In win for tech industry, bill that would not regulate the software industry clears the House of Representatives.
The bill, called the Internet Spyware Prevention Act, or I-Spy for short, punishes anyone who intentionally causes software "to be copied onto" a computer--and damages it or steals personal information--with fines and up to five years in prison.
Tuesday's voice vote is a political win for the technology industry and its allies, Reps. Zoe Lofgren, a California Democrat, and Bob Goodlatte, a Virginia Republican, who had supported the I-Spy Act over a competing proposal that would have imposed a complex new set of regulations on software makers.
Lofgren, who represents the portion of Silicon Valley around San Jose, said during the floor debate that she was delighted that the bill the House approved "both protects consumers on the Internet and fosters technological innovation."
"Regulation of technology is almost always a bad idea because technology changes faster than Congress can regulate and what we attempt to regulate will morph into something else," said Lofgren, who added that companies in her congressional district supported this approach. Microsoft, Dell, Symantec and online advertisers have previously expressed support for it.
The bill, which was the House Judiciary Committee on May 1, would punish anyone who sneaks code onto computers without authorization in an attempt to "impair" the security protections on a machine, transmit personal information about the machine's user or commit other federal crimes.
But political hurdles remain for the I-Spy legislation.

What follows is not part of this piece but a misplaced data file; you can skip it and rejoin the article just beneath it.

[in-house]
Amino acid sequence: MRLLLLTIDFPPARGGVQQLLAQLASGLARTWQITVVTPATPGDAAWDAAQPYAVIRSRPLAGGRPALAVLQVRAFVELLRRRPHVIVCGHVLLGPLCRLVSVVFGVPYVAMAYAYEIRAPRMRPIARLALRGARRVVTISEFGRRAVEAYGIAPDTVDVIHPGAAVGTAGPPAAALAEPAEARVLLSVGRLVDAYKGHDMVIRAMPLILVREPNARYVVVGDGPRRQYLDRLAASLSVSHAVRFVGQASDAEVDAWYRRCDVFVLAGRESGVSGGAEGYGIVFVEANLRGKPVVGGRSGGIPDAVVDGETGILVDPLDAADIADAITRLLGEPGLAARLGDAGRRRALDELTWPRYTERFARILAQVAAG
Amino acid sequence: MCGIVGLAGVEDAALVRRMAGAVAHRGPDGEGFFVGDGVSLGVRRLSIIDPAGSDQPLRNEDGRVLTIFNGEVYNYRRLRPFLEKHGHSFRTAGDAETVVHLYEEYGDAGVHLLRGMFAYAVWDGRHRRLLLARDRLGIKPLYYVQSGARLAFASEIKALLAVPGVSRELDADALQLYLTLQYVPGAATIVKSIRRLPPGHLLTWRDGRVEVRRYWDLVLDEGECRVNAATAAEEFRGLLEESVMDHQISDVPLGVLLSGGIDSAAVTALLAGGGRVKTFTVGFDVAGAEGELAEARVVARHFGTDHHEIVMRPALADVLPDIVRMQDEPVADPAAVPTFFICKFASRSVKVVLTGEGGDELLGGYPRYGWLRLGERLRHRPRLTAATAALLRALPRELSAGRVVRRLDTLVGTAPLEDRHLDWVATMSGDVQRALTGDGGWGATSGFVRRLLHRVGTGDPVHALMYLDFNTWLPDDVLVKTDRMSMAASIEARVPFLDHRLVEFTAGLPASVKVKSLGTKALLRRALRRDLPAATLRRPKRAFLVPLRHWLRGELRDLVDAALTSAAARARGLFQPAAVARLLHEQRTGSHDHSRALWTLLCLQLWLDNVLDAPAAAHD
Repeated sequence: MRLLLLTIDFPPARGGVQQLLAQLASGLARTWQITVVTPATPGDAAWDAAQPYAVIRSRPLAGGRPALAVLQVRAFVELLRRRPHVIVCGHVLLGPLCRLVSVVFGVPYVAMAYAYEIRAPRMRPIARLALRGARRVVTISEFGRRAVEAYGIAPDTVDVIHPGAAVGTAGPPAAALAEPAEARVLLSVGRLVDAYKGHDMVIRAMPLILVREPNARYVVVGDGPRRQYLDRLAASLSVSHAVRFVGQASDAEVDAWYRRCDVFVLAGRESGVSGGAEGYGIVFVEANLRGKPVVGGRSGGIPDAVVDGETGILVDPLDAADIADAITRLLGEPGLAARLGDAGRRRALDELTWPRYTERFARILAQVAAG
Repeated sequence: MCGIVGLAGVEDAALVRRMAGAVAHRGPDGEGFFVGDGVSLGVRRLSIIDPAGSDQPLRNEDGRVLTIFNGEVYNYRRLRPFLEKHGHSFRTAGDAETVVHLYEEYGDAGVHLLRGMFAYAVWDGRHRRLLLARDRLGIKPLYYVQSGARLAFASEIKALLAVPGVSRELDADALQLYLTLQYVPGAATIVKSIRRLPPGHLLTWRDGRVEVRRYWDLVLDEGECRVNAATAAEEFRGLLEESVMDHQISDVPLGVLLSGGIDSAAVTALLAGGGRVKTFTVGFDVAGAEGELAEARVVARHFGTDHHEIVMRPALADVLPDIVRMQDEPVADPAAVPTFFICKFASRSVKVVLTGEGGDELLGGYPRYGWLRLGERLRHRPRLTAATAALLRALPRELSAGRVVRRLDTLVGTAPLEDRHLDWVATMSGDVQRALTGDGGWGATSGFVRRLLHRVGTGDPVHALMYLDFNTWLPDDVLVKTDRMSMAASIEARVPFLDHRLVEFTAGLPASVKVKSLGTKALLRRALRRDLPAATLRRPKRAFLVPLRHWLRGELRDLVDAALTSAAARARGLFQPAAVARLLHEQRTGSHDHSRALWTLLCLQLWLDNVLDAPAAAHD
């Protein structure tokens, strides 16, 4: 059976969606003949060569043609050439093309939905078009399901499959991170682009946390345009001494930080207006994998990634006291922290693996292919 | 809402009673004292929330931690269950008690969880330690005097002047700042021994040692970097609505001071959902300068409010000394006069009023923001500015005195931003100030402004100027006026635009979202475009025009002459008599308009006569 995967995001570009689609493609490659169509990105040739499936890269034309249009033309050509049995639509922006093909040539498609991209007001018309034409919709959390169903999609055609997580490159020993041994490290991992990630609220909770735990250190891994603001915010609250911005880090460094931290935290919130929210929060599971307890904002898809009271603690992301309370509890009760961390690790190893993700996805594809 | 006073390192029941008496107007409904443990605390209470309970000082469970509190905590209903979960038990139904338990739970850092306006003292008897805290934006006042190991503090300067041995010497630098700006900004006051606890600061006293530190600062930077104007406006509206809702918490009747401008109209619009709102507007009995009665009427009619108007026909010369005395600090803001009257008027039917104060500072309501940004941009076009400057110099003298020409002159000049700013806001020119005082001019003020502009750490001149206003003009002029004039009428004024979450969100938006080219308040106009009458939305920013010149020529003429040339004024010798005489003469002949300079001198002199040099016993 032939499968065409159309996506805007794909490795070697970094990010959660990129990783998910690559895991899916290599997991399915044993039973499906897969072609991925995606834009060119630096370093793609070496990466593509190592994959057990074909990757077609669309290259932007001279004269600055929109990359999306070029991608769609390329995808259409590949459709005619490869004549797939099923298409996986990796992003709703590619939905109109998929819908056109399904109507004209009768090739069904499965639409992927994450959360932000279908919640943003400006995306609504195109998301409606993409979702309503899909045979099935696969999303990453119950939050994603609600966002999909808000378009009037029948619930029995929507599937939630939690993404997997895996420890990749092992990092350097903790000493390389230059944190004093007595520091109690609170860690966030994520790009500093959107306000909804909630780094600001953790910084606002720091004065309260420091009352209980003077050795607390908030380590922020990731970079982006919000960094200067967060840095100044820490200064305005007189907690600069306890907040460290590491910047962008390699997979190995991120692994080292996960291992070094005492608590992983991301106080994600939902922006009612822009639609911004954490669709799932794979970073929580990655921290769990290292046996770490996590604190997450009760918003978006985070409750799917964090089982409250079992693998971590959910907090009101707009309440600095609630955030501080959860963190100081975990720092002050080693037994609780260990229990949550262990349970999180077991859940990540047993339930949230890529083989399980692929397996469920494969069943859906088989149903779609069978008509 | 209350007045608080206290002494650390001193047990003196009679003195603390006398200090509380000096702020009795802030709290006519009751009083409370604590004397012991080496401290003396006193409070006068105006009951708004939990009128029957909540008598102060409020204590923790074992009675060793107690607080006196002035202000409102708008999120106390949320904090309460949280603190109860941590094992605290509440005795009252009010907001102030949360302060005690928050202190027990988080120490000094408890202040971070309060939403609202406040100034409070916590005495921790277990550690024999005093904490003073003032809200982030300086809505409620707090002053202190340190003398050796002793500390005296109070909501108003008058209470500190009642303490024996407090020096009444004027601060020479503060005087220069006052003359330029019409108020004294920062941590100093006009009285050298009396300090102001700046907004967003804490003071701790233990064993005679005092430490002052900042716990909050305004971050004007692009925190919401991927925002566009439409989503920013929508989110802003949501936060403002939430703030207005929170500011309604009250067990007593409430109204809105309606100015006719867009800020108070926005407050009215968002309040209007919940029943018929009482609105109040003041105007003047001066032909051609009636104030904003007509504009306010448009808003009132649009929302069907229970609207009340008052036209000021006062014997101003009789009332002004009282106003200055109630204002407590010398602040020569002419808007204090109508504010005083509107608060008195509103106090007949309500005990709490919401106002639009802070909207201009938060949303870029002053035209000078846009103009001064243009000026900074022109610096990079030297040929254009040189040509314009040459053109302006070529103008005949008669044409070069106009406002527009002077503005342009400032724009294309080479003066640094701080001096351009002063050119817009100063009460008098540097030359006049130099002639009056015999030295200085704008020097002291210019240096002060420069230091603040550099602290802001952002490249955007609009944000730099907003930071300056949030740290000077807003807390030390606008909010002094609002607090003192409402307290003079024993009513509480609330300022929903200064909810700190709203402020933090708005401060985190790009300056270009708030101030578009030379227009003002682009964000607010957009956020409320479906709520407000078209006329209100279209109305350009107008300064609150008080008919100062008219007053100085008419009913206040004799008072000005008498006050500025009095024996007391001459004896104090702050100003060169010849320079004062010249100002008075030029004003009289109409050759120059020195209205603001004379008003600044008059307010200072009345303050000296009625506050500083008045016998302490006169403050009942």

Even though the House approved some kind of antispyware legislation in 2004 and 2005, the Senate never acted. It's not an uncommon fate for legislation passed by the lower chamber, and it could happen again.
Also, if the House leadership eventually permits a vote on the more regulatory alternative, called the Spy Act, the software industry would face a renewed threat. The Spy Act was approved by the House Energy and Commerce Committee on May 10.
The Spy Act, among other things, attempts to make it unlawful to engage in various means of "taking control" of a user's computer, to collect personally identifiable information through keystroke loggers, and to modify a user's Internet settings, such as the browser's home page. It also includes a broad prohibition on collecting information about users or their behavior without notice and explicit consent.
Industry representatives have said those regulations could threaten Web sites that rely on cookies and other commonly used techniques to target ads and to provide free content to their users.
The most worrisome forms of spyware, however, already are illegal. The Federal Trade Commission has told politicians for years that it already possesses broad authority to punish any fraudulent and deceptive adware or spyware practices with fines, and has sued spyware purveyors in the past. Department of Justice prosecutors have said the same thing about filing criminal charges and have already engaged in prosecutions.
CNET News.com's Anne Broache contributed to this report.